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Rabbits vs Dogs: 13 Fun Reasons Why Rabbits Are Better Pets

Rabbits Vs Dogs

Rabbits and dogs are both smart and sociable fluff balls.

They also have tremendous energy.

And they’re popular household companions too.

But given that dogs are more common as pets…

What makes rabbits a better choice for some fur parents?

Continue reading to discover:

  • 13 fun reasons why rabbits are better pets.
  • Whether bunnies are cleaner than dogs or not.
  • What makes them ideal for a typical busy family.
  • The answer to “Are rabbits more high maintenance than dogs?”
  • And so much more…

Why are rabbits better than dogs?

Rabbits are better than dogs because they’re usually quiet and clean. They can be litter trained too. And they don’t need daily walks. They’re also fun and they could live indoors or outdoors. And they rarely spread diseases to humans. Plus, taking care of them costs less and is more eco-friendly.

Rabbits vs dogs: 13 reasons why rabbits are better pets

#1: Rabbits are usually silent

First of all, if dogs bark and cats meow, what noises do bunnies make?

Well, most of the time, they’re usually quiet.

So if you live in an apartment or have neighbors nearby, you don’t have to worry about getting a noise complaint.

There would be no howling at 3 AM. No crying noises when you leave the house. Nor barking every time the mailman comes.

So if you’d like a pretty peaceful life, a rabbit might be ideal for you.


Don’t get me wrong here.

Rabbits aren’t completely silent.

This is because they also produce some sounds depending on their mood. Although they’re not as loud as dogs’ noises.

For example, if they’re happy, you may notice some purring or clucking sounds. And if they’re in distress, you’ll hear them growling or stomping their feet loudly.

They can let out a piercing scream too. Like a kid who’s frightened of a ghost or spider.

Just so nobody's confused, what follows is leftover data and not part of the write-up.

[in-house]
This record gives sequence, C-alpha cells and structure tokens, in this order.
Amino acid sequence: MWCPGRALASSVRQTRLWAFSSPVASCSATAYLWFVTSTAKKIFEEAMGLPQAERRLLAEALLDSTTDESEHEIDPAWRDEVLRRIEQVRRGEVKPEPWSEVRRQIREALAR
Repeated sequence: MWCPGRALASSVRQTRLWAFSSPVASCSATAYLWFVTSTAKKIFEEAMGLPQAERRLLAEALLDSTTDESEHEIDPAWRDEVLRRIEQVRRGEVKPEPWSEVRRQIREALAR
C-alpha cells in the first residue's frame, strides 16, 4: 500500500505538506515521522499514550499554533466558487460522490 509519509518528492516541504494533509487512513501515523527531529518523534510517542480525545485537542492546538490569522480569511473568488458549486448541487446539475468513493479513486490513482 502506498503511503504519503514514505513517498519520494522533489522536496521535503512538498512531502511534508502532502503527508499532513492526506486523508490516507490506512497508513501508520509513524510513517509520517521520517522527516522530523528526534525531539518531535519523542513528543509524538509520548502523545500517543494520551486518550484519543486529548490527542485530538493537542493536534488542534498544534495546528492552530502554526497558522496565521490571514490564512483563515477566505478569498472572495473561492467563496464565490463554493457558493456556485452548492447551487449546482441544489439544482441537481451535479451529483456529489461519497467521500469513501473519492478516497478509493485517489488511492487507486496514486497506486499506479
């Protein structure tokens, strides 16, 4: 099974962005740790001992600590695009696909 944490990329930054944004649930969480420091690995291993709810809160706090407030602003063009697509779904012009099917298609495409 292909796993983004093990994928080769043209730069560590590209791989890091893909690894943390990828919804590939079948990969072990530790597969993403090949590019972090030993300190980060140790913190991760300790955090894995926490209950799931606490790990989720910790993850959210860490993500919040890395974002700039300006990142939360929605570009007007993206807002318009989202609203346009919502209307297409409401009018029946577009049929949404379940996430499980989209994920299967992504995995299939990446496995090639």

And this is a noise you certainly don’t want to hear. Because they usually do it when they’re terrified, in pain, or dying

#2: Rabbits are clean freaks

Well, fluffy adorable ones to be more specific!

This is because bunnies groom themselves a lot. Like cats who constantly lick their paws and fur.

And when I say a lot, this means they’re clean as they are. So they don’t even need a bath.

Yup! You’ve read it right.

If dogs must be washed once in a while, bunnies don’t need it at all. (Oh, except if they played in a mud puddle or whatsoever!)

In fact, it’s discouraged to wet their whole body.

This is because rabbits get scared easily. So they might panic during baths. And this could lead to fractures.

Letting their bodies damp may also cause a respiratory illness. As well as an ear infection.

But, house buns with long coats will need some help with brushing. To avoid tangles and matted fur.

So, this could save you a lot of time.

Interesting fact: This grooming behavior in rabbits is so amusing to watch. But, some bunnies might also be shy. So they’ll refuse to do it in front of an audience.

#3: Rabbits rarely smell

Rabbits Rarely Smell

Since bunnies keep themselves clean every day…

They’ll also smell nice and they hardly ever stink.

Some say their rabbit has a sweet clean smell. Particularly in the back of their ears. 

This is because they have a scent gland in that area based on experts’ research.

While others claim an odor similar to freshly fallen leaves. Which could be the result of their ‘vegan diet.’

But hold up. I’m not saying that dogs smell bad.

Like rabbits, canines also have a distinct odor (probably from the natural oils in their skin).

It’s all-natural. And of course, dog parents adore it.

However, they’re bound to smell a bit, unlike rabbits. Especially if they have an active lifestyle.

But this being said…

Bunnies aren’t odorless

Their pee will surely smell bad. As well as their litter box.

However, this won’t be a problem if it’s cleaned regularly.


Interesting fact: Did you know that unneutered rabbits produce musk? Dr. Dana Krempels says that it comes from their ‘apocrine glands’ near their butt. And it serves as a ‘perfume’ to attract potential mates.

This is why neutering or spaying bunnies may help lessen this odor. Although it won’t go away completely.

#4: Rabbits can be litter trained

Like cats, you can also teach bunnies to poop in a litter box. (Although training them may take longer compared to felines.)